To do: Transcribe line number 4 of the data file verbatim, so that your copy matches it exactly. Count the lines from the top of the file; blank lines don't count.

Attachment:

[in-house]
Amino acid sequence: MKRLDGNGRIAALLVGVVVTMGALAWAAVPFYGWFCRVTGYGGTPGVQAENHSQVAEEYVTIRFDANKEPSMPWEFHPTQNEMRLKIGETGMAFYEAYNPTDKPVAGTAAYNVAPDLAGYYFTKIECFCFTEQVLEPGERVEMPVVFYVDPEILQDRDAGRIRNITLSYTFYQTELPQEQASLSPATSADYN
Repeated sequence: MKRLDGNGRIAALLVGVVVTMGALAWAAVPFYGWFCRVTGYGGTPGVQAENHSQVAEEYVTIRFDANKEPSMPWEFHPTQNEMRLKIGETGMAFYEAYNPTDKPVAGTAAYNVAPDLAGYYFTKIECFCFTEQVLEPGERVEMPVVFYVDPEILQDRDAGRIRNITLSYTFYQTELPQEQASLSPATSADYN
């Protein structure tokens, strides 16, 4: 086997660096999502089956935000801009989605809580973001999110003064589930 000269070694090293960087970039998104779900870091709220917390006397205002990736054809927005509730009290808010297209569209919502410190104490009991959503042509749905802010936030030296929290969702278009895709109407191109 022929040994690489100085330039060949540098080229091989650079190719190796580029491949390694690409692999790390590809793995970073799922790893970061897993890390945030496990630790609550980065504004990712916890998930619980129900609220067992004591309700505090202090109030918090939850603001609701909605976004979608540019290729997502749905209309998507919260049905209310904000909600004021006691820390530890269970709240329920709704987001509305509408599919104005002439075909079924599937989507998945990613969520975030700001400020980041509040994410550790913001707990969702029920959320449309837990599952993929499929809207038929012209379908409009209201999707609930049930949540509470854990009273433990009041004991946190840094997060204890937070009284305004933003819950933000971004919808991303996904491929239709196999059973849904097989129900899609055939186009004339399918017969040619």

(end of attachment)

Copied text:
């Protein structure tokens, strides 16, 4: 086997660096999502089956935000801009989605809580973001999110003064589930 000269070694090293960087970039998104779900870091709220917390006397205002990736054809927005509730009290808010297209569209919502410190104490009991959503042509749905802010936030030296929290969702278009895709109407191109 022929040994690489100085330039060949540098080229091989650079190719190796580029491949390694690409692999790390590809793995970073799922790893970061897993890390945030496990630790609550980065504004990712916890998930619980129900609220067992004591309700505090202090109030918090939850603001609701909605976004979608540019290729997502749905209309998507919260049905209310904000909600004021006691820390530890269970709240329920709704987001509305509408599919104005002439075909079924599937989507998945990613969520975030700001400020980041509040994410550790913001707990969702029920959320449309837990599952993929499929809207038929012209379908409009209201999707609930049930949540509470854990009273433990009041004991946190840094997060204890937070009284305004933003819950933000971004919808991303996904491929239709196999059973849904097989129900899609055939186009004339399918017969040619």